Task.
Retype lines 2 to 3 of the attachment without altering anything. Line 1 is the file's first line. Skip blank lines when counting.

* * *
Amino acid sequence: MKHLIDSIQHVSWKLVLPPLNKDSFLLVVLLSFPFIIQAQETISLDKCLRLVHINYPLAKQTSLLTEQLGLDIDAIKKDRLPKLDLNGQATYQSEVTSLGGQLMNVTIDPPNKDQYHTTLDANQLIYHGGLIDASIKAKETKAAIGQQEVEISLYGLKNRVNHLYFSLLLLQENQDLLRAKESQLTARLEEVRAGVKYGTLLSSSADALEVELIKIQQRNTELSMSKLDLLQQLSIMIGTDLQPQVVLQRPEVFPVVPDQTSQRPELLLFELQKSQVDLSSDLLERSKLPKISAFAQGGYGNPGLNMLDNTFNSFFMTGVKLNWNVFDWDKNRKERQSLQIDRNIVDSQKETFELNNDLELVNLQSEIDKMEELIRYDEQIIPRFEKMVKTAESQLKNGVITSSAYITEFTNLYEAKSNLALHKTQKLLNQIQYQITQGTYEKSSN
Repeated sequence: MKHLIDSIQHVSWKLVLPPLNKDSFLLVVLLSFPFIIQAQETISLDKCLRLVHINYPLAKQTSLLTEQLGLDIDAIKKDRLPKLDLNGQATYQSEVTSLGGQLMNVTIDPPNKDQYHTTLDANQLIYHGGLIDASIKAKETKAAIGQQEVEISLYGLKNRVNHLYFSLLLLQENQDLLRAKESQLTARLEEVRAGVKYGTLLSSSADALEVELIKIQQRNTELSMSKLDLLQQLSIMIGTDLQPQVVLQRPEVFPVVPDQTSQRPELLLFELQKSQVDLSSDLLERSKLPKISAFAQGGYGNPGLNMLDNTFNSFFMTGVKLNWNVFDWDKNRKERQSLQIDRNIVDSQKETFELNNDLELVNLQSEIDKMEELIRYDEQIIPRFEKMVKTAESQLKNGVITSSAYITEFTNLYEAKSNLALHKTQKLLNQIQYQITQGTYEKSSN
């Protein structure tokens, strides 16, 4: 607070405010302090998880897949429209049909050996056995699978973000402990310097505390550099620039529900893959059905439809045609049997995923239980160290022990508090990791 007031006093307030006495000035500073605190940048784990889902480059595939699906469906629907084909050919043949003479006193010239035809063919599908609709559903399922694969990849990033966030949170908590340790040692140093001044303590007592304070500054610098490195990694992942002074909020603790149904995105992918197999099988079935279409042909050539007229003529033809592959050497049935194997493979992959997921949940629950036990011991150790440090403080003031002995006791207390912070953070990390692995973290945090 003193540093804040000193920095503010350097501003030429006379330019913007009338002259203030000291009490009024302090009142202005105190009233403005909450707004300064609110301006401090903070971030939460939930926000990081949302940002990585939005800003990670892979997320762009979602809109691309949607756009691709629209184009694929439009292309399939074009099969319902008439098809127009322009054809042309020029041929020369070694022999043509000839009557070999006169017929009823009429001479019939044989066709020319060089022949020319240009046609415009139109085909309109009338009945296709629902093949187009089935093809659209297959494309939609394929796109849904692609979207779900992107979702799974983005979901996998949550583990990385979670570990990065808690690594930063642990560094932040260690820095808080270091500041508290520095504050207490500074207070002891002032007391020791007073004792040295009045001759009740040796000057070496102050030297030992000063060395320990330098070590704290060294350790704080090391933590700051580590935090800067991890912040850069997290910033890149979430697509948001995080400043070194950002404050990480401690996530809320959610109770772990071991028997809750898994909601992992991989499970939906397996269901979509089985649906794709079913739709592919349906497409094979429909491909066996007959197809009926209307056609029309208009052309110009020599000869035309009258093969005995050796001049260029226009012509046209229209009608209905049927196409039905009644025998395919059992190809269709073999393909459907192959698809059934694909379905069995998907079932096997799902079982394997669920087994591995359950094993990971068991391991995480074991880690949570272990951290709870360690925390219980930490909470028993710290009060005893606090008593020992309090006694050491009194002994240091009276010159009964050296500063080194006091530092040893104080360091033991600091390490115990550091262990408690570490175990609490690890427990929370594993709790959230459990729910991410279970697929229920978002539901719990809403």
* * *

Repeated sequence: MKHLIDSIQHVSWKLVLPPLNKDSFLLVVLLSFPFIIQAQETISLDKCLRLVHINYPLAKQTSLLTEQLGLDIDAIKKDRLPKLDLNGQATYQSEVTSLGGQLMNVTIDPPNKDQYHTTLDANQLIYHGGLIDASIKAKETKAAIGQQEVEISLYGLKNRVNHLYFSLLLLQENQDLLRAKESQLTARLEEVRAGVKYGTLLSSSADALEVELIKIQQRNTELSMSKLDLLQQLSIMIGTDLQPQVVLQRPEVFPVVPDQTSQRPELLLFELQKSQVDLSSDLLERSKLPKISAFAQGGYGNPGLNMLDNTFNSFFMTGVKLNWNVFDWDKNRKERQSLQIDRNIVDSQKETFELNNDLELVNLQSEIDKMEELIRYDEQIIPRFEKMVKTAESQLKNGVITSSAYITEFTNLYEAKSNLALHKTQKLLNQIQYQITQGTYEKSSN
């Protein structure tokens, strides 16, 4: 607070405010302090998880897949429209049909050996056995699978973000402990310097505390550099620039529900893959059905439809045609049997995923239980160290022990508090990791 007031006093307030006495000035500073605190940048784990889902480059595939699906469906629907084909050919043949003479006193010239035809063919599908609709559903399922694969990849990033966030949170908590340790040692140093001044303590007592304070500054610098490195990694992942002074909020603790149904995105992918197999099988079935279409042909050539007229003529033809592959050497049935194997493979992959997921949940629950036990011991150790440090403080003031002995006791207390912070953070990390692995973290945090 003193540093804040000193920095503010350097501003030429006379330019913007009338002259203030000291009490009024302090009142202005105190009233403005909450707004300064609110301006401090903070971030939460939930926000990081949302940002990585939005800003990670892979997320762009979602809109691309949607756009691709629209184009694929439009292309399939074009099969319902008439098809127009322009054809042309020029041929020369070694022999043509000839009557070999006169017929009823009429001479019939044989066709020319060089022949020319240009046609415009139109085909309109009338009945296709629902093949187009089935093809659209297959494309939609394929796109849904692609979207779900992107979702799974983005979901996998949550583990990385979670570990990065808690690594930063642990560094932040260690820095808080270091500041508290520095504050207490500074207070002891002032007391020791007073004792040295009045001759009740040796000057070496102050030297030992000063060395320990330098070590704290060294350790704080090391933590700051580590935090800067991890912040850069997290910033890149979430697509948001995080400043070194950002404050990480401690996530809320959610109770772990071991028997809750898994909601992992991989499970939906397996269901979509089985649906794709079913739709592919349906497409094979429909491909066996007959197809009926209307056609029309208009052309110009020599000869035309009258093969005995050796001049260029226009012509046209229209009608209905049927196409039905009644025998395919059992190809269709073999393909459907192959698809059934694909379905069995998907079932096997799902079982394997669920087994591995359950094993990971068991391991995480074991880690949570272990951290709870360690925390219980930490909470028993710290009060005893606090008593020992309090006694050491009194002994240091009276010159009964050296500063080194006091530092040893104080360091033991600091390490115990550091262990408690570490175990609490690890427990929370594993709790959230459990729910991410279970697929229920978002539901719990809403």